2. Materials and Methods
2.1. Study Design
2.6. Analysis of Qualitative Data
3. Results and Discussion
3.1. Physical Activity and Physical Education in School Settings for EYFS
3.2. Benefits of PE and PA for Young Children
3.3. The Barriers and Challenges to Achieving Sufficient PA/PE for Children Faced by Educators, Parents, and Children
3.4. Educator Knowledge of Fundamental Movement Skills and Key Opportunities for Development
3.5. Intervention Experience, Needs, and Training Delivery
3.6. Limitations and Strengths
Institutional Review Board Statement
Informed Consent Statement
Data Availability Statement
Conflicts of Interest
Appendix B. Interview Schedule: Name of Study: The Value of Physical Education and Activity for Early Years Foundation Stage Children in England
- What does the phrase “fundamental movement skills” mean to you as a practitioner?
- Are there any particular categories you would split these skills in to?
- Do you feel your school provides adequate opportunity for children to develop their FMS?
- Do you think physical skills develop as a child matures, or do you think physical skills should be taught?
- Do you feel PE should hold the same value as other academic subjects, especially at EYFS?
- Do you think PE should be supported by scientific research methods? What do you think the benefits of doing this are?
- Would you feel confident delivering a PE intervention to an EYFS class if training was provided? Why?
- What would make you more prepared for delivery of these?
- Do you believe the physical activity government guidelines of 180 min per day for children aged 5 years and below are sufficient and achievable? What barrier do you think teachers and schools face to achieving at least 30 min/day of MVPA for children?
- Within your school environment or the environment that you work in, how do you approach achieving these guidelines?
- Do you think the approach could be improved?
- Do you think there are benefits to children being physically active?
- What do you feel children achieve from being physically active?
- Do you notice any key differences between children who are more physically capable than others?
- Physically, socially, academically?
- With a lack of research around stability and balance skills at the ages of 4 to 5 years old in the UK, how important do you think these skills are? How would you work on these with EYFS students?
- What sort of tasks do you think balance and stability aid within the school environment and in PE?
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|Physical activity and physical education in school settings for EYFS 1||Opportunities for PA 2||“break times, lunchtimes and PE 3 and play opportunities” Jonny (E).|
“There’s lots and lots of opportunities for outdoor play, and there’s equipment that’s rotated around the week” Lorna (T)
|Extra-curricular||“numerous different football clubs for boys and girls, multisport clubs, dance, and gymnastics that happen after school” Caitlin (T)|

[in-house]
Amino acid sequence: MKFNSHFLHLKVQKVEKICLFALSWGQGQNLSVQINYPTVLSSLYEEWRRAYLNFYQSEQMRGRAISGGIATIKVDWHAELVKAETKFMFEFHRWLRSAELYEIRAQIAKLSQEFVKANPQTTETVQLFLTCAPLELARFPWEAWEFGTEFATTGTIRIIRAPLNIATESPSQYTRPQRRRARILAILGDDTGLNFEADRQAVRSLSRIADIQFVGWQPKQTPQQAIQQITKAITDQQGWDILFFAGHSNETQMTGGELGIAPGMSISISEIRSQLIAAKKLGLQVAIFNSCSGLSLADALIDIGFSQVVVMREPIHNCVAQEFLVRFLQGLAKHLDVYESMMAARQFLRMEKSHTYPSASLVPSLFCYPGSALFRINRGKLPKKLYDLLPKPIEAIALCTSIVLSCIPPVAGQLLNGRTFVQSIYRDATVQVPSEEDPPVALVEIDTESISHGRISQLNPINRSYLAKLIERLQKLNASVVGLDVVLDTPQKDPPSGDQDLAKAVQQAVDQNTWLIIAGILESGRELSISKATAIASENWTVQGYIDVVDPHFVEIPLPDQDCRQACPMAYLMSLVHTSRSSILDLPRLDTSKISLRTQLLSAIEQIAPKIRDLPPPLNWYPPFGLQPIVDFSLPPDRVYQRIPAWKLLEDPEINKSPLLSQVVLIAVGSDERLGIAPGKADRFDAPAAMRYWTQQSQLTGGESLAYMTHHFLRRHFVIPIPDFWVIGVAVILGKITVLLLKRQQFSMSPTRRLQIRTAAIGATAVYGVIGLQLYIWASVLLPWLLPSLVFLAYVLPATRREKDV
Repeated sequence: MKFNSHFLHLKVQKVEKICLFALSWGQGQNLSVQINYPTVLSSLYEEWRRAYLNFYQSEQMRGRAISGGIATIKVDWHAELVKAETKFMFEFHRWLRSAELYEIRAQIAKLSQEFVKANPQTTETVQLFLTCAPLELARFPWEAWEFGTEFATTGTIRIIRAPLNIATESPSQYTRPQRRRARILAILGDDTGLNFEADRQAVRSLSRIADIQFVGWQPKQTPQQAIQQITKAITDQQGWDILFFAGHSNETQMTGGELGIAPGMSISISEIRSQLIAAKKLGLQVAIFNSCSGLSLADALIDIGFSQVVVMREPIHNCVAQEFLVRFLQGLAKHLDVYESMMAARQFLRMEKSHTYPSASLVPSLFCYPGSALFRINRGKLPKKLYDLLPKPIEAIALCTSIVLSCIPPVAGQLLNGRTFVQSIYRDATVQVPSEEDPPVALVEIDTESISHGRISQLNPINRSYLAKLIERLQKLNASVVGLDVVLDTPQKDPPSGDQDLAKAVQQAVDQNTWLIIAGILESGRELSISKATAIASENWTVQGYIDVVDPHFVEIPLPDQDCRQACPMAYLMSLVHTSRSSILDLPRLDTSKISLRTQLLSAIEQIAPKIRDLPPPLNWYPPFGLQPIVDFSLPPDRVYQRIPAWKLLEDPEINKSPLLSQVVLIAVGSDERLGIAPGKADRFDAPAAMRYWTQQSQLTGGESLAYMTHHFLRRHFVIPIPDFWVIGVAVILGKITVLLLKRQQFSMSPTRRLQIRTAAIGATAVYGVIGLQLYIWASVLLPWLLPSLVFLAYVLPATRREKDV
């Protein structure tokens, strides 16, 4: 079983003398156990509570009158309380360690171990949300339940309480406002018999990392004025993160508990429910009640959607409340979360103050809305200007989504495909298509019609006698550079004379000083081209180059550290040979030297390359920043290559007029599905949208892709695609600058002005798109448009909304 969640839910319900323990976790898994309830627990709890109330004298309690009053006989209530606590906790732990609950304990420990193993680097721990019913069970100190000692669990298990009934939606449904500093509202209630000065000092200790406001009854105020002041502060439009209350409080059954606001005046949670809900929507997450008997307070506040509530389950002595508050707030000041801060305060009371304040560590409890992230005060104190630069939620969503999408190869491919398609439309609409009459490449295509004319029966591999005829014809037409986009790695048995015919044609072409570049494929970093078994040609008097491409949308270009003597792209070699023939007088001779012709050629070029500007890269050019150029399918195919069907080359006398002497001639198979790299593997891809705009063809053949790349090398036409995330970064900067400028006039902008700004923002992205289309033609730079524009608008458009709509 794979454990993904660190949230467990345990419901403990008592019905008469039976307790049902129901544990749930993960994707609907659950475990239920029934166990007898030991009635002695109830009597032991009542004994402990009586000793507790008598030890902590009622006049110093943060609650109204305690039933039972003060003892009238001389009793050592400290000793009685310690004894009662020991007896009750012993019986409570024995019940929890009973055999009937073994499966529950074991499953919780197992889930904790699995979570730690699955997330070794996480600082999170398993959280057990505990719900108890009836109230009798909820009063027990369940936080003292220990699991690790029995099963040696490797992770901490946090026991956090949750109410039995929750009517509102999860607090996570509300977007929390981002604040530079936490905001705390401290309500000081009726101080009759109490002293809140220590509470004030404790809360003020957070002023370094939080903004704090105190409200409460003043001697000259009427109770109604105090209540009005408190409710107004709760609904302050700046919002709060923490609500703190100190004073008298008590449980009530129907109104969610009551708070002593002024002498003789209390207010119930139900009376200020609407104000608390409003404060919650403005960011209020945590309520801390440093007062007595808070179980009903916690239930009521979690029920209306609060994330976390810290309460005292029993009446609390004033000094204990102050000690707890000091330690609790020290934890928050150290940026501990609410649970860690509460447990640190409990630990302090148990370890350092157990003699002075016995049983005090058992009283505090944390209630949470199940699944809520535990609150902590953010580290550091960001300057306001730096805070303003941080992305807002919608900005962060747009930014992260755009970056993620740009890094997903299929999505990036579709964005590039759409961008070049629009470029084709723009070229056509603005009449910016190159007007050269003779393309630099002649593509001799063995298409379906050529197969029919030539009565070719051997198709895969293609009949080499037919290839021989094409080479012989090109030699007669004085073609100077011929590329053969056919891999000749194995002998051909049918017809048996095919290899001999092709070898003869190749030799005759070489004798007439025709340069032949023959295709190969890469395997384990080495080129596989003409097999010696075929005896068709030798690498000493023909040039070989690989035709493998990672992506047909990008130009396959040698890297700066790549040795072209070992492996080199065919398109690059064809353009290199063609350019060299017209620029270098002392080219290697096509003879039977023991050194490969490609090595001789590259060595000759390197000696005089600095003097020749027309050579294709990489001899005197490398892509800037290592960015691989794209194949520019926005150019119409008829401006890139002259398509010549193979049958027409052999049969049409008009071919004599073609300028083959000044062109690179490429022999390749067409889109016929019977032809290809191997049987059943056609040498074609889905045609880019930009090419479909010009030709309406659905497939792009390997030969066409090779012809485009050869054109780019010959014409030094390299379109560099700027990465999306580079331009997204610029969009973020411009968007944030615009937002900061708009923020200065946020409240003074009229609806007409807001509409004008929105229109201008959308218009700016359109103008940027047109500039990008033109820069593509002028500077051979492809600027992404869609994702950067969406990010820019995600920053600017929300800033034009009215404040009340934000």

|Benefits of PE and PA for young children||Confidence||“good self-esteem, so just being able to do those fundamental movement skills, it gives them so much confidence, so that they feel competent in something” Kristen (T)|
|Excelling outside the classroom||“because there’s more to you than the calculations you can do in your head or how well you can speak a different language” Melissa (T)|
|The barriers and challenges to achieving sufficient PA/PE for children faced by educators, parents, and children||Teacher knowledge||“Unless they’ve [EYFS teachers] got a PE background they lack the confidence to teach something like that (PE)” Caitlin (T)|
|Sedentary Lifestyles||“kids have maybe got a tablet, and you don’t move on a tablet, do you? It’s just the way people parent has changed hasn’t it, because life changed” Leah (T)|
|Deprivation||“can’t afford to take them to do extra-curricular things, so they tend to sit in front of a TV all of the time…even just going for a walk and climbing, things like that, they don’t do” Caitlin (T)|
|Parent beliefs||“She turns around to me and says, ‘my mum says I don’t need friends and I don’t need sport to get into Oxford’” Kristen (T)|
|Educator knowledge of fundamental movement skills and key opportunities for development||Basic FMSs 4||“ball skills”, “balance skills”, and “locomotor skills” Sarah (T) and Jonny (E)|
“Running, jumping, hopping, throwing, skipping, and catching” were skills that eight educators mentioned.
|EYFS framework||“moving and handling” Melissa (T)|
|Parent support||“you don’t always have the enthusiastic parents that want to teach them” Ruth (E)|
|Intervention experience, needs, and training delivery||Experience||“we’ll get people coming in and leading these interventions, and it’s great for those six weeks” Brigit (H)|
|Training delivery||“someone delivering it first for you to watch as an example of it” Leah (T)|
“the equipment or access to a computer programme or the notes” Karis (H)
|Intervention elements||“Rather than bespoke lesson plans, because every class, every child is different…maybe an overarching view of their skill development and progression of skills document” Sarah (T)|
“autistic children, your children with disabilities, inclusive games with them (children)” Steven (T)
|Using relevant research||“it can be short and sharp information, and ‘try this’, rather than feeling like you’ve got to go back to a journal to read it” Brigit (H)|
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